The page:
Dust is a significant factor of the atmosphere of Mars and our ability to learn about Mars. Although some information has been collected about the dust on Mars, it has not been all encompassing and has not addressed the issue of the charge of dust particles. Understanding the aspects of the mass and charge of the dust on Mars will shed light on how equipment will interact with the Mars environment. This includes the equipment that would be used to aid in human journeys to Mars, such as equipment for oxygen generation and respirators.
This project is being funded by NASA. We are working with Dr. Wood Chiang’s research group in BYU’s electrical engineering department and Dr. Daniel Austin’s research group from BYU’s chemistry department.
Our goal is to create an instrument that can collect accurate data about both the size and charge of dust particles on Mars. This instrument is based off of charge detection mass spectrometry, CDMS. Mass spectrometry is an analytical technique where the charge to mass ratio of particles is determined and a spectrum is made with the data.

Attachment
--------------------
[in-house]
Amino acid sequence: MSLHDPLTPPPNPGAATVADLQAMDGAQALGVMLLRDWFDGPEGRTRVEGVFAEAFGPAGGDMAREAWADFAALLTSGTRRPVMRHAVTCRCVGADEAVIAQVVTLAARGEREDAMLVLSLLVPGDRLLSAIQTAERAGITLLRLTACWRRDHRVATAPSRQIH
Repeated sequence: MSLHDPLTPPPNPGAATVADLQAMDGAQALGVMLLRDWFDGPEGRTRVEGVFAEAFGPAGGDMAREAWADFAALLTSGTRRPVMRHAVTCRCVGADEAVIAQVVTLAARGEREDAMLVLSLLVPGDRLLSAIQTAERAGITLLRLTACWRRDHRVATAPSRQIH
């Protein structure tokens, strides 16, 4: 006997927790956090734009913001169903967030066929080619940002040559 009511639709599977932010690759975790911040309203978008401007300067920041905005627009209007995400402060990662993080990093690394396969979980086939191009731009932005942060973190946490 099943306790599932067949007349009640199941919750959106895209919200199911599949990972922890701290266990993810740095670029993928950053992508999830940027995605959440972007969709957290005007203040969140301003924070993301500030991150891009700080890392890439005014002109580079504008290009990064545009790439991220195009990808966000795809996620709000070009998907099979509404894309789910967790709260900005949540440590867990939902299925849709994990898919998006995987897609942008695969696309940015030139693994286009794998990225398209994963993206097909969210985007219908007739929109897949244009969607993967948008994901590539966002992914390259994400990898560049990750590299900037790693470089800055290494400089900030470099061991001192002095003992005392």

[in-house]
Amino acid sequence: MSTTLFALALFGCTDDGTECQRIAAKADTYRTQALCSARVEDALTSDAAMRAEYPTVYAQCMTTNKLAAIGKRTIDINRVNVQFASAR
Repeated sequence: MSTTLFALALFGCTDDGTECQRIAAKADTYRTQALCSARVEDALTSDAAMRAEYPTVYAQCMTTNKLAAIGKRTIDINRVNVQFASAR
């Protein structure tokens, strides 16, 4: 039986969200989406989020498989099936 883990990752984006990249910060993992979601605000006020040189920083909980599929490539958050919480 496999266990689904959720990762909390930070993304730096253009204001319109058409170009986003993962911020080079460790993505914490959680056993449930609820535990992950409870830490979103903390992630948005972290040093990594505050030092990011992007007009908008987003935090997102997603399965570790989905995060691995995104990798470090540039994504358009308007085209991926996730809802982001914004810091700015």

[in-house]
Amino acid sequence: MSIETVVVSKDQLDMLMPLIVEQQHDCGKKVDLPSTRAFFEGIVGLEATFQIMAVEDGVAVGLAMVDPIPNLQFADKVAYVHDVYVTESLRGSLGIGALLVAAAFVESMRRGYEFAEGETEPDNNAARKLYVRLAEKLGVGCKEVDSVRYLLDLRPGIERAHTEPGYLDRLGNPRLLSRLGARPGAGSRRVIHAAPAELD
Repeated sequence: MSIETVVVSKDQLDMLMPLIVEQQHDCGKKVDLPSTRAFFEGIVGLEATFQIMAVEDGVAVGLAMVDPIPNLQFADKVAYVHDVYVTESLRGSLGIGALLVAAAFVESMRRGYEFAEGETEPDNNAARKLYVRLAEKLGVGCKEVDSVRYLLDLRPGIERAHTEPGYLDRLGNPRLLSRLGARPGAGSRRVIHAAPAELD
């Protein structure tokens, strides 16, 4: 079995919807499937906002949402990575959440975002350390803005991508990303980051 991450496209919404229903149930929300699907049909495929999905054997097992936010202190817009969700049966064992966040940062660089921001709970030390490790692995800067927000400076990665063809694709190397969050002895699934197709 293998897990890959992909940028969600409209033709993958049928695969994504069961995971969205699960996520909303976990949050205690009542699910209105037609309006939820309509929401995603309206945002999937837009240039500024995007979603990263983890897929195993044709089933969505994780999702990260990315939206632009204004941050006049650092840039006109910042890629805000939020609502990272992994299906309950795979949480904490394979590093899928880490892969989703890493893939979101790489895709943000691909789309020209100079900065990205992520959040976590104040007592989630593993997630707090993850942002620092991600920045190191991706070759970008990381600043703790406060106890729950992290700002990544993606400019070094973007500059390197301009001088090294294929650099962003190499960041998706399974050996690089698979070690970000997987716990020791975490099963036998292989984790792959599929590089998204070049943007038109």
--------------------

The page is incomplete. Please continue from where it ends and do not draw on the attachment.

Particles will be pumped into the device and pass over two PCBs (Printed Circuit Board) sandwiched together. As the particle travels between the boards, a charge is induced (the particle, because of its charge, causes a charge) on both top and bottom plates and then is amplified. This process will measure their charge. The mass of the particles can be found by accelerating and returning them to their original speed, then measuring time difference between signal peaks.
The amplifier chip takes the power received from the particle and increases it so the signal received from the particle can be detected, measured and analyzed better. It is custom designed by Dr. Chiang’s group to have a clearer signal and lower noise (noise in this case would be comparable to static which distorts the sound when listening to the radio) than the industry amplifier that has been used for other projects including NASA missions previously.
Dr. Hawkin’s group is primarily involved in working with and optimizing the PCB to decrease capacitance. Doing this helps decrease noise and increase gain. This process includes simulating different geometries of the board, milling out the board and testing it.